Transcript of Minister for Foreign Affairs Dr Vivian Balakrishnan's Post-ASEAN Foreign Ministers' Retreat Doorstop Interview in Indonesia with Singapore Media, 4 February 2023

04 February 2023

Minister: Good afternoon, everyone. We have just concluded the first ASEAN Foreign Ministers Meeting for this year, chaired by Indonesia. I will start off by making remarks on three themes. First, on Timor-Leste; second, Myanmar; and then more specific details on the ASEAN agenda itself. 


First, what made this meeting different was the participation, for the first time, of Timor-Leste as an observer. You may recall that our leaders gave in-principle approval for Timor-Leste’s (ASEAN) membership, and they are in the process of transiting through an objective, criteria-based roadmap. On a bilateral basis, I reassured the foreign minister of Timor-Leste that Singapore stands in full support. In particular, we have got an ASEAN Readiness Support package for Timor-Leste, basically to help them enhance their capability, human resource development, as well as both diplomatic and economic tools so that Timor-Leste eventually can participate fully in all the responsibilities and obligations of ASEAN membership. Their presence at this first meeting was important. I think they were very pleased to have this chance.


The next topic, which consumed a fair amount of bandwidth, obviously is the situation in Myanmar. Unfortunately, it is not getting better. In fact, our ground reports indicated that the situation may actually be worsening. Within ASEAN itself, we reaffirmed the importance (of) the centrality of the Five-Point Consensus that our leaders agreed upon, in April 2021, here in Jakarta in this very building. I think it is worth emphasising that there will be no resolution unless there is an honest to goodness attempt at national reconciliation. The violence must stop, political detainees need to be released. In particular, President Win Myint and State Counsellor Aung San Suu Kyi need to be released. That is an essential prerequisite for national reconciliation to occur amongst all the stakeholders. On the part of ASEAN, Indonesia is Chair and now taking over as Special Envoy. It is committed to continue to try to engage all stakeholders. I think this is critical. Without the participation and active engagement of all stakeholders, you are not going to get peace, you are not going to get national reconciliation. So, we will have to wait and see. One key point which we all emphasised is that the rate limiting factor for progress is not ASEAN – it is really the stakeholders within Myanmar itself. So, we will have to wait and see. But on our part, ASEAN will do our best to facilitate, encourage, promote, and also in the meantime, do our best to deliver humanitarian assistance because we know that many people in Myanmar are actually suffering.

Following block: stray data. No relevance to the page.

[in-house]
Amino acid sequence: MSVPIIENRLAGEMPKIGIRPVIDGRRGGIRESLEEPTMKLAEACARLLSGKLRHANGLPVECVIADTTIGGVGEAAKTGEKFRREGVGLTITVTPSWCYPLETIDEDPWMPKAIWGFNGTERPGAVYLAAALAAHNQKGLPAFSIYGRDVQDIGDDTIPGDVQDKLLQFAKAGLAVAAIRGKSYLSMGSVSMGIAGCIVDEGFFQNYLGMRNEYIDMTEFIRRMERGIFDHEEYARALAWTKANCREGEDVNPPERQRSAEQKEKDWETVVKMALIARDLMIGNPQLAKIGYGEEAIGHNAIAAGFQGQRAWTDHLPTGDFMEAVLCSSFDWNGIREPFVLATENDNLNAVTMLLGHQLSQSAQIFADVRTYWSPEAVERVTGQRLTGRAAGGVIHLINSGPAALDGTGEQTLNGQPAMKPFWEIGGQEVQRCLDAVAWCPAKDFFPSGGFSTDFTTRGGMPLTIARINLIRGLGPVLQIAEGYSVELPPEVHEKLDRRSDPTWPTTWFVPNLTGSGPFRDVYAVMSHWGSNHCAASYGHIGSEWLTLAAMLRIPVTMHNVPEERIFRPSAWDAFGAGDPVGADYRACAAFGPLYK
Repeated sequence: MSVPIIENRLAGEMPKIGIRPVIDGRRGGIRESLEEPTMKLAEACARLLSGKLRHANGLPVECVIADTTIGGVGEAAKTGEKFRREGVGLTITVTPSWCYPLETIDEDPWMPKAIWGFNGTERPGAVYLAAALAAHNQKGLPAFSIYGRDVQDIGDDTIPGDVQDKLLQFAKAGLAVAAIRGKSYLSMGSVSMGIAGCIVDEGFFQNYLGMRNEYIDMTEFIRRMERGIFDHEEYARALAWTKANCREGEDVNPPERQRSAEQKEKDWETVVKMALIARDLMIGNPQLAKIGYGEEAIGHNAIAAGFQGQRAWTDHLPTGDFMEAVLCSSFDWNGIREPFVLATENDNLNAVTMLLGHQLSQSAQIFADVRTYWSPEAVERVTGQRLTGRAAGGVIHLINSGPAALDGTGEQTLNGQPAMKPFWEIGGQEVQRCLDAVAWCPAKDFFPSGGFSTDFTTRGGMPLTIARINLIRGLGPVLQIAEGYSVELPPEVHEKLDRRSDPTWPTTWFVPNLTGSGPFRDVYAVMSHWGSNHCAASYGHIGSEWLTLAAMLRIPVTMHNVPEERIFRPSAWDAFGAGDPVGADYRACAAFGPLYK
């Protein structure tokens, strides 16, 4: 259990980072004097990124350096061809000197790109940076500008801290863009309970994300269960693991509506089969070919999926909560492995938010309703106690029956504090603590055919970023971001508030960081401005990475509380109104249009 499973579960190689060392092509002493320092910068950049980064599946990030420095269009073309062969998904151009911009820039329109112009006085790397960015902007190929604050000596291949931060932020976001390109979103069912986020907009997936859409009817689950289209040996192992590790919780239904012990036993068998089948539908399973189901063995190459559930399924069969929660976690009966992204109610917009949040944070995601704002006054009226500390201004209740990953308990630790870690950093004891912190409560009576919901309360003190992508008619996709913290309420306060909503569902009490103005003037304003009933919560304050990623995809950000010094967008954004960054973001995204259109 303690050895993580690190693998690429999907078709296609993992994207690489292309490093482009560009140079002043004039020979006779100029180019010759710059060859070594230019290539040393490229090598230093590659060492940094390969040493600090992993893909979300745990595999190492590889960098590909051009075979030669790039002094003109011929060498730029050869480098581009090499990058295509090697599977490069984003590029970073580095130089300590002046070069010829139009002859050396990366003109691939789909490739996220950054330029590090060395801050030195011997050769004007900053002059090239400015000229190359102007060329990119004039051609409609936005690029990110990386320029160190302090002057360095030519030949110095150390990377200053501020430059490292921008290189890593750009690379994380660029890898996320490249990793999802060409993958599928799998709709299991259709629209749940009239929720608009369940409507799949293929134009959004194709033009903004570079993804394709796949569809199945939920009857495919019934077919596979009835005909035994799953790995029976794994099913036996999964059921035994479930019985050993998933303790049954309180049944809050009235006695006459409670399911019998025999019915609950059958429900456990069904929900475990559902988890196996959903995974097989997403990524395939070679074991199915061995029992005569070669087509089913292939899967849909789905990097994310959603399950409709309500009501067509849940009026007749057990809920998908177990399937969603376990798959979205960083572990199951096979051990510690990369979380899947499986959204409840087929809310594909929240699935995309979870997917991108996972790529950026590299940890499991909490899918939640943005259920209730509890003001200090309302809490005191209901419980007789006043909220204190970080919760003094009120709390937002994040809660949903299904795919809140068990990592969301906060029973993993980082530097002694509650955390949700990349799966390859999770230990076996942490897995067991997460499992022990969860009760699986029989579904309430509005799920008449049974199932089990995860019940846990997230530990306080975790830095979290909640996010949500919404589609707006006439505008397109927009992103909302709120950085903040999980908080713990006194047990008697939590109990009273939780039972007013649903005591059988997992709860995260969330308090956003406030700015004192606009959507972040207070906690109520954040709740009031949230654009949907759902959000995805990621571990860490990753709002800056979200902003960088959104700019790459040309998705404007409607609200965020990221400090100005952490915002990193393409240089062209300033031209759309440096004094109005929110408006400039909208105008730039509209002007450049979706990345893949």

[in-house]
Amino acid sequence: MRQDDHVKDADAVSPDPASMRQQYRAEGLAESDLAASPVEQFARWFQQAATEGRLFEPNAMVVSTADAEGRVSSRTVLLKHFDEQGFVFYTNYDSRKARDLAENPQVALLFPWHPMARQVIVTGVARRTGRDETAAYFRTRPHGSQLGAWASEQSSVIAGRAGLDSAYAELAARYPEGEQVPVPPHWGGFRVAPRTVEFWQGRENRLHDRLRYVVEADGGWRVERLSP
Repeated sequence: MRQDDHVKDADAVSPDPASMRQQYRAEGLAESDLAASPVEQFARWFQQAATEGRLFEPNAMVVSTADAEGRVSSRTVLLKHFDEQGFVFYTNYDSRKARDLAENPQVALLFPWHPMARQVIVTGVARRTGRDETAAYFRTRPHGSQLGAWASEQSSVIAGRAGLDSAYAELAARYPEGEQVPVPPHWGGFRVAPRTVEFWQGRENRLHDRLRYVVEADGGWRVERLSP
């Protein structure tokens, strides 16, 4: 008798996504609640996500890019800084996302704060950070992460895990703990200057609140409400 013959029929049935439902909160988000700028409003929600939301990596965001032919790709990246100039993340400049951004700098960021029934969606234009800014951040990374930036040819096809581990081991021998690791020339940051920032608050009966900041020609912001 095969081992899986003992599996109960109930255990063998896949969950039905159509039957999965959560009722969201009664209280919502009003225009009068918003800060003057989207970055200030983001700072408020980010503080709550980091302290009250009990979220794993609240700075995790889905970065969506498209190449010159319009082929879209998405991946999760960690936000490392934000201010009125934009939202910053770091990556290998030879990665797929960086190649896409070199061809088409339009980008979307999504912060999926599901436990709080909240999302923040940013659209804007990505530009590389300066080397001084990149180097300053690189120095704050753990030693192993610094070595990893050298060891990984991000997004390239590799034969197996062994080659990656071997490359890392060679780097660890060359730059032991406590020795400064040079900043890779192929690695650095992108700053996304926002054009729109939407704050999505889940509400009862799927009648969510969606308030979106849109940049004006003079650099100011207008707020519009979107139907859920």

The next area that we focused on is ASEAN itself. We start first from an optimistic position. This is a bustling, dynamic region – 661 million people, (and) 60% of us in ASEAN are below the age of 35. The combined GDP is at US$ 3 trillion but in fact, it is set to double within the next two decades. If we succeed in that, ASEAN, as a whole, will become the fourth largest economy in the world. We start with great potential.


The more specific pillars which we are focusing on – first, the digital pillar. We are looking at advancing negotiations on the ASEAN Digital Economy Framework (Agreement). What this means is internally, first, enhancing digital literacy in our population. Next, improving digital connectivity between our countries. Further, to enable cross-border flows of data because that is an essential element of a digital economy. The purpose of all these ultimately, is to integrate our digital economies to enhance opportunities in an inclusive way for both big and small businesses, as well as our external partners who want to participate in harvesting the many bountiful opportunities that the digital economy provides for Southeast Asia. Ultimately, what we should see as part of digital integration is further interoperability of our systems. For instance, digital payment systems, trade facilitation, customs clearance, and all the other elements and ultimately, (to) also create within ASEAN, an atmosphere that promotes start-ups, entrepreneurship, and innovation. On digital economy, there is a lot going on, and it is an area replete with opportunities.